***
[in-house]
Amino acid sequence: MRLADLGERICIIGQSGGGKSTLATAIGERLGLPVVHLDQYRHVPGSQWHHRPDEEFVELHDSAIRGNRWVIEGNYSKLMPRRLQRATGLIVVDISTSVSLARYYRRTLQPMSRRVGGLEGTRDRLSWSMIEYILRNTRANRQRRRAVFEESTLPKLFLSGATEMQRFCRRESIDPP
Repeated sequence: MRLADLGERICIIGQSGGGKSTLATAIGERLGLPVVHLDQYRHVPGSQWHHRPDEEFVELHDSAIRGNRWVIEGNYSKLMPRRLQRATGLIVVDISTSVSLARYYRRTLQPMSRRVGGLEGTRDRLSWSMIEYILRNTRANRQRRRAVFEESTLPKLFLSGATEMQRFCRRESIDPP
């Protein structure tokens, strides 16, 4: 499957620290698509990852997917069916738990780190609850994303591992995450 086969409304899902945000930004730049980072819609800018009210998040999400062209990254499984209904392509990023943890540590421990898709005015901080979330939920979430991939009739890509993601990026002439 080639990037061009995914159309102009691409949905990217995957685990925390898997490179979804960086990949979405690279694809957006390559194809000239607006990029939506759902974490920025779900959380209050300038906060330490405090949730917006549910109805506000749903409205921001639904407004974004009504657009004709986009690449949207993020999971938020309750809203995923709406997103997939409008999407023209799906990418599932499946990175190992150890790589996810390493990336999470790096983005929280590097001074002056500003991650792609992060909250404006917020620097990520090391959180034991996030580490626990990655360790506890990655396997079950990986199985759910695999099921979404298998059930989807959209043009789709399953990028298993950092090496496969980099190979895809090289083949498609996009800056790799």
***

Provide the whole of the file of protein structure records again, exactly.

[in-house]
Amino acid sequence: MRLADLGERICIIGQSGGGKSTLATAIGERLGLPVVHLDQYRHVPGSQWHHRPDEEFVELHDSAIRGNRWVIEGNYSKLMPRRLQRATGLIVVDISTSVSLARYYRRTLQPMSRRVGGLEGTRDRLSWSMIEYILRNTRANRQRRRAVFEESTLPKLFLSGATEMQRFCRRESIDPP
Repeated sequence: MRLADLGERICIIGQSGGGKSTLATAIGERLGLPVVHLDQYRHVPGSQWHHRPDEEFVELHDSAIRGNRWVIEGNYSKLMPRRLQRATGLIVVDISTSVSLARYYRRTLQPMSRRVGGLEGTRDRLSWSMIEYILRNTRANRQRRRAVFEESTLPKLFLSGATEMQRFCRRESIDPP
């Protein structure tokens, strides 16, 4: 499957620290698509990852997917069916738990780190609850994303591992995450 086969409304899902945000930004730049980072819609800018009210998040999400062209990254499984209904392509990023943890540590421990898709005015901080979330939920979430991939009739890509993601990026002439 080639990037061009995914159309102009691409949905990217995957685990925390898997490179979804960086990949979405690279694809957006390559194809000239607006990029939506759902974490920025779900959380209050300038906060330490405090949730917006549910109805506000749903409205921001639904407004974004009504657009004709986009690449949207993020999971938020309750809203995923709406997103997939409008999407023209799906990418599932499946990175190992150890790589996810390493990336999470790096983005929280590097001074002056500003991650792609992060909250404006917020620097990520090391959180034991996030580490626990990655360790506890990655396997079950990986199985759910695999099921979404298998059930989807959209043009789709399953990028298993950092090496496969980099190979895809090289083949498609996009800056790799």